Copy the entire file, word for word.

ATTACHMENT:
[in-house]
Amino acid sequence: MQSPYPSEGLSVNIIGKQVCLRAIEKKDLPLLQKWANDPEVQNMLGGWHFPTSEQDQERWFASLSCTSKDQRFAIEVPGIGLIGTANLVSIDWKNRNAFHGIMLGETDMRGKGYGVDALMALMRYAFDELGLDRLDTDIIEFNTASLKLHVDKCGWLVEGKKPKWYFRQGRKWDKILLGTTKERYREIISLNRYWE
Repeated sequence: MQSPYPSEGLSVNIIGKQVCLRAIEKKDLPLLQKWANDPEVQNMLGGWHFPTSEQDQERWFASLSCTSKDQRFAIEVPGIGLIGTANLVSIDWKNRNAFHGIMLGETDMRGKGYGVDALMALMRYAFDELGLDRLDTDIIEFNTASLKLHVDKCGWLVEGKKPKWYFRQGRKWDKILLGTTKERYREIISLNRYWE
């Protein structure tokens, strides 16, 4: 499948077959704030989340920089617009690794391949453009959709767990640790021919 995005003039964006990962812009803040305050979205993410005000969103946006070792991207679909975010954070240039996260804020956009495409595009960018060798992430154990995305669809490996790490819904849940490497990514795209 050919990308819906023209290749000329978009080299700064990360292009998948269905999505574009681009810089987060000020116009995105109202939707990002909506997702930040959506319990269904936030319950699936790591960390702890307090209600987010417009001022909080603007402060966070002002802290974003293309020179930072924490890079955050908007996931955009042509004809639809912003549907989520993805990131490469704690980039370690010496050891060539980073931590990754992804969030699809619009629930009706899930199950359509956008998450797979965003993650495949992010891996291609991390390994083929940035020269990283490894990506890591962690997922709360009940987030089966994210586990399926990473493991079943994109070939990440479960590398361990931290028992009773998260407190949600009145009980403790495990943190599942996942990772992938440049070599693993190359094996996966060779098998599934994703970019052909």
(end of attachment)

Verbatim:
[in-house]
Amino acid sequence: MQSPYPSEGLSVNIIGKQVCLRAIEKKDLPLLQKWANDPEVQNMLGGWHFPTSEQDQERWFASLSCTSKDQRFAIEVPGIGLIGTANLVSIDWKNRNAFHGIMLGETDMRGKGYGVDALMALMRYAFDELGLDRLDTDIIEFNTASLKLHVDKCGWLVEGKKPKWYFRQGRKWDKILLGTTKERYREIISLNRYWE
Repeated sequence: MQSPYPSEGLSVNIIGKQVCLRAIEKKDLPLLQKWANDPEVQNMLGGWHFPTSEQDQERWFASLSCTSKDQRFAIEVPGIGLIGTANLVSIDWKNRNAFHGIMLGETDMRGKGYGVDALMALMRYAFDELGLDRLDTDIIEFNTASLKLHVDKCGWLVEGKKPKWYFRQGRKWDKILLGTTKERYREIISLNRYWE
């Protein structure tokens, strides 16, 4: 499948077959704030989340920089617009690794391949453009959709767990640790021919 995005003039964006990962812009803040305050979205993410005000969103946006070792991207679909975010954070240039996260804020956009495409595009960018060798992430154990995305669809490996790490819904849940490497990514795209 050919990308819906023209290749000329978009080299700064990360292009998948269905999505574009681009810089987060000020116009995105109202939707990002909506997702930040959506319990269904936030319950699936790591960390702890307090209600987010417009001022909080603007402060966070002002802290974003293309020179930072924490890079955050908007996931955009042509004809639809912003549907989520993805990131490469704690980039370690010496050891060539980073931590990754992804969030699809619009629930009706899930199950359509956008998450797979965003993650495949992010891996291609991390390994083929940035020269990283490894990506890591962690997922709360009940987030089966994210586990399926990473493991079943994109070939990440479960590398361990931290028992009773998260407190949600009145009980403790495990943190599942996942990772992938440049070599693993190359094996996966060779098998599934994703970019052909």